I agree that everyone should love him/herself unconditionally.  But in all honesty, self-love has grown into complete narcissism these days.  There is a huge difference between the two.  Self-love means having confidence, self-respect, and the desire to succeed and be happy, and to give love to others and be a positive influence.  In The Narcissism Epidemic, it states quite accurately that “narcissists believe they are better than others, lack emotionally warm and caring relationships, constantly seek attention, and treasure material wealth and physical appearance.”  Narcissists are actually very destructive to our society.  “A narcissist might brag, turn all conversations back to himself, try to associate only with important people, want to have the best and newest of everything, or steal credit from others. When things don’t go his way, the narcissist might get angry or even violent.”

Now this is an interesting self-help book!  It seems for once to be concerned with the actual self-HELP, not just self-importance and ego-inflation.  They discuss a multitude of reasons why this is an actual epidemic, like the increase in materialism, credit card debts, plastic surgeries on the rise, the use of the words “me, my, myself”, music, media (reality TV especially), etc.  Just look at how many people Photoshop their Facebook pictures and enhance their appearance in strange and painful and expensive ways…

“You have to love yourself first”.  Agreed.  But make sure you can share some around, too.  The veil of narcissism is very thin, and if you can not care about the world around you, it will be very obvious to others in short time.

You CAN have whatever you want in life.  But stop shooting your mouth off to everyone how important and unique you are.  Because so is everyone else.  You are not a delicate snowflake.  You deserve just as much happiness as the next person.  You are not more important than another human being.  Take some action; go out into the real world and sweat a little. You may not sleep some nights, and you may cry and rage and eat too many M&M’s because you are stressed out.  But hard work is rewarding.  When you achieve something great, doesn’t it feel amazing to know that you deserve it because you are getting back what you gave?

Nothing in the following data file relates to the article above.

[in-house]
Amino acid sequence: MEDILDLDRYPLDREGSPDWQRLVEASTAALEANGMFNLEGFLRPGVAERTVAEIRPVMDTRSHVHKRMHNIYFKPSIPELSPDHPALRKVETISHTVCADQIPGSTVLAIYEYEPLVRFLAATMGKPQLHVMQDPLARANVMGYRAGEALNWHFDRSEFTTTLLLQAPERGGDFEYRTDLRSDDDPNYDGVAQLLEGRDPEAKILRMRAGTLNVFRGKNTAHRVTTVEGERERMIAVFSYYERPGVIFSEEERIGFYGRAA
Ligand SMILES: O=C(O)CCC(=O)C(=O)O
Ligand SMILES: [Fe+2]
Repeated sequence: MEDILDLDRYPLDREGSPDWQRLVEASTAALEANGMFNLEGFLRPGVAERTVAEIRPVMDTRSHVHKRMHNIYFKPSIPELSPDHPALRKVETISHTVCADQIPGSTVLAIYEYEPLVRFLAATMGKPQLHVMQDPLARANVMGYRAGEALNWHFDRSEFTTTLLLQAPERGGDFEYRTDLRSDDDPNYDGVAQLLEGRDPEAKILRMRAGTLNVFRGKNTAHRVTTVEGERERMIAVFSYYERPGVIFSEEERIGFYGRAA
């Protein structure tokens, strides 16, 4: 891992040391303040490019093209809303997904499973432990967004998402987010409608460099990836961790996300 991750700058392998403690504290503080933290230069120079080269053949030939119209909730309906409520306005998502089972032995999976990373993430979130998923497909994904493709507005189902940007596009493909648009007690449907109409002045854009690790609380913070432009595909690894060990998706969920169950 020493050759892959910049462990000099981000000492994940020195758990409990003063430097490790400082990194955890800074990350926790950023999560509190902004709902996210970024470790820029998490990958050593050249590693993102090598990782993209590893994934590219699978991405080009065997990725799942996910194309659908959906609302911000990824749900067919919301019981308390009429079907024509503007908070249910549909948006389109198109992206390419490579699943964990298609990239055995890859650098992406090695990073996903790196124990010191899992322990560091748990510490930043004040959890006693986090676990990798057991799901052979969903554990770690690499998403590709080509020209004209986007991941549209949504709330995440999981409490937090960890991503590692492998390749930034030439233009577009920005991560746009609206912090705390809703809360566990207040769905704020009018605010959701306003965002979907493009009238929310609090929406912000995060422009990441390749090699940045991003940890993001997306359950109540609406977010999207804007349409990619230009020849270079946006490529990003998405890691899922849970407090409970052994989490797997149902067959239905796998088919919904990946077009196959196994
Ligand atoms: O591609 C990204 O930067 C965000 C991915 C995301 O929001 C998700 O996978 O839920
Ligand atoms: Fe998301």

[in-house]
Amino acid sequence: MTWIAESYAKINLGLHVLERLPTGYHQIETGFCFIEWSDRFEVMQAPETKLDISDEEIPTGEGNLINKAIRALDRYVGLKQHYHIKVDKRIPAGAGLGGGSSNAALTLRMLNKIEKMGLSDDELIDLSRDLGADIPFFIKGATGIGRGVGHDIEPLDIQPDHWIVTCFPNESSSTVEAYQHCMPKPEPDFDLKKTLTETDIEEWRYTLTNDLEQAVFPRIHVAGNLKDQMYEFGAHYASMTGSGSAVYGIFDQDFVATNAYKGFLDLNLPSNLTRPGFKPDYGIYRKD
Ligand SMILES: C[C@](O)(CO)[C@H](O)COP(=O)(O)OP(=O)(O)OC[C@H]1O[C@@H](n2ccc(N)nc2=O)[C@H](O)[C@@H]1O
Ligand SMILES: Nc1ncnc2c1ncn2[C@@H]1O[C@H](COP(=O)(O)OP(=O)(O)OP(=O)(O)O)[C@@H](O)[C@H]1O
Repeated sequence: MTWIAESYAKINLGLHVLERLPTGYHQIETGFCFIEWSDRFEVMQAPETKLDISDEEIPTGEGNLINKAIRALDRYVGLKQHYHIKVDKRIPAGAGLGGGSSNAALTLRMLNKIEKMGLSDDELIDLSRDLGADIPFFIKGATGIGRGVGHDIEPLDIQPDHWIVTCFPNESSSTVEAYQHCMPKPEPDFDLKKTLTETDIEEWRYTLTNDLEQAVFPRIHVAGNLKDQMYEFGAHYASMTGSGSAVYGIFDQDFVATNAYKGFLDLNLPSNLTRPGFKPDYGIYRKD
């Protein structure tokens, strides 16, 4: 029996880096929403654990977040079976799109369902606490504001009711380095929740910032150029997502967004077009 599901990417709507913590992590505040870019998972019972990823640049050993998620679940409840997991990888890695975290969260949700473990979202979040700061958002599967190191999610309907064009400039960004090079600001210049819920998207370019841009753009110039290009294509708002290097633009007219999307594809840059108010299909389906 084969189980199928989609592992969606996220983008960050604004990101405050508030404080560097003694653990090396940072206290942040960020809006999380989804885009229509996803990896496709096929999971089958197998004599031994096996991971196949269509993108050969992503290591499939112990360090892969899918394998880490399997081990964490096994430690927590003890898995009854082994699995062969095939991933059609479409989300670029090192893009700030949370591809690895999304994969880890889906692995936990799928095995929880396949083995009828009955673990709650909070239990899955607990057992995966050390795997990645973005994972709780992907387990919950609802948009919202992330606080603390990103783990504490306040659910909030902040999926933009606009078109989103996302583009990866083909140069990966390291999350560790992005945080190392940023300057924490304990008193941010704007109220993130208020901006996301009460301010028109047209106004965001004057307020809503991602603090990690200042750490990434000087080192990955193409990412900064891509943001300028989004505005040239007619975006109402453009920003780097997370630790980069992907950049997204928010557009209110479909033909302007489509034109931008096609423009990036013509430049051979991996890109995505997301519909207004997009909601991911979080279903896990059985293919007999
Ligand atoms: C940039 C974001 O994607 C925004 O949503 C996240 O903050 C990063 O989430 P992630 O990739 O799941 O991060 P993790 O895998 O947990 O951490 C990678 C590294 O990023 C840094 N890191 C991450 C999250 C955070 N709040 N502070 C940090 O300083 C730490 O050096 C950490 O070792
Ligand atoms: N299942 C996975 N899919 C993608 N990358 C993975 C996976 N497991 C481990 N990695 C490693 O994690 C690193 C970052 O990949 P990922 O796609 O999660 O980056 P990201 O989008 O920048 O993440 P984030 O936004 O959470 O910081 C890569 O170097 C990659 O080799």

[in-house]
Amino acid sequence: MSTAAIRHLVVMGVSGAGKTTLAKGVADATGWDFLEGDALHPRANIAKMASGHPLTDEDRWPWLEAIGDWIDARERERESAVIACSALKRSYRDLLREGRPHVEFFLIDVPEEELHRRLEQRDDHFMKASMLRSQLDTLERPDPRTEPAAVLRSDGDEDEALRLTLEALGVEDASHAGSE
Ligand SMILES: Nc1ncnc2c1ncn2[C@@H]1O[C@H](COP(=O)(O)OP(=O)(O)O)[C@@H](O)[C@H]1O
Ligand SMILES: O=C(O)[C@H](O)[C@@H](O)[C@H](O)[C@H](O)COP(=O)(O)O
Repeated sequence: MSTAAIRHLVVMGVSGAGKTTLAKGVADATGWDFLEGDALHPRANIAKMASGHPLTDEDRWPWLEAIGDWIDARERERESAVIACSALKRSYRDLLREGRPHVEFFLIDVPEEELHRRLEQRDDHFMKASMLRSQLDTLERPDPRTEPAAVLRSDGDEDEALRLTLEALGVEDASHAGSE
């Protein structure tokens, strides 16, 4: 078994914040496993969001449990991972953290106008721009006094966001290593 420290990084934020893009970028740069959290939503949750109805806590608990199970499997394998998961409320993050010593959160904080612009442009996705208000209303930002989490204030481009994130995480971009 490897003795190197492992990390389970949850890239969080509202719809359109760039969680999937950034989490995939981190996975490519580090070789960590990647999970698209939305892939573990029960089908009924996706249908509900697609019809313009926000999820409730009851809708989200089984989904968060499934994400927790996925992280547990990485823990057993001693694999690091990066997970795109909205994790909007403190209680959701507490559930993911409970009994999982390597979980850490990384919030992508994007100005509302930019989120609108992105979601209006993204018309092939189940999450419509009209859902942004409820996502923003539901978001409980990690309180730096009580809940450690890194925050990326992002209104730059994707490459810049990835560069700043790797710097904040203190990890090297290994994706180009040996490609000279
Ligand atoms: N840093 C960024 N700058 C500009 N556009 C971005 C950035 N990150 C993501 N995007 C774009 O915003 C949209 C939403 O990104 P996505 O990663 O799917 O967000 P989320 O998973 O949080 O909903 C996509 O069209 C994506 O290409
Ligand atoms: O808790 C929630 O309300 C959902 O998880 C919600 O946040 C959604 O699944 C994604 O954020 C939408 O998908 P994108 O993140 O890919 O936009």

It is a dangerously selfish world we live in.   Many students in my generation are entering law school, med school, university in general and politicians too, are incredibly narcissistic and have no work ethic.  These people will run our society and be responsible for our health, safety, civil rights… we had better hope the future doctors, lawyers, senators, directors, etc value hard work and don’t slack off because they think they are smarter than everyone else. 

I am worried.  Our society’s intellectual standards are being lowered at an alarming rate, and our tolerance for bad behavior (crime included) is too high.  (sexual assault tried as a summary conviction offence: 6 months in prison or a $2000 fine.  A woman’s dignity for about the same price as a new laptop.  What a deal!)  How many people see a movie or read a book for education?  Speak another language? Read the news? “The news makes ME sad. I don’t want to know about OTHER people’s problems, because it has nothing to do with ME, ME, GLORIOUS ME!” This is pathetic and ignorant.  You live in Canada (or the U.S.A.)?  You are privileged enough to be able to read and have some information about the outside world.  It is our global responsibility to be educated about the world around us.  And it is a slap in the face to the less-privileged people in our world if you are a narcissistic, ungrateful little twat. 

In summary, love yourself.  Think about yourself, think positive.  But save room in your giant head for others, and be careful you don’t cross the line from beautiful self-love into being self-absorbed.  Even in our highly competitive world, nice people always finish first.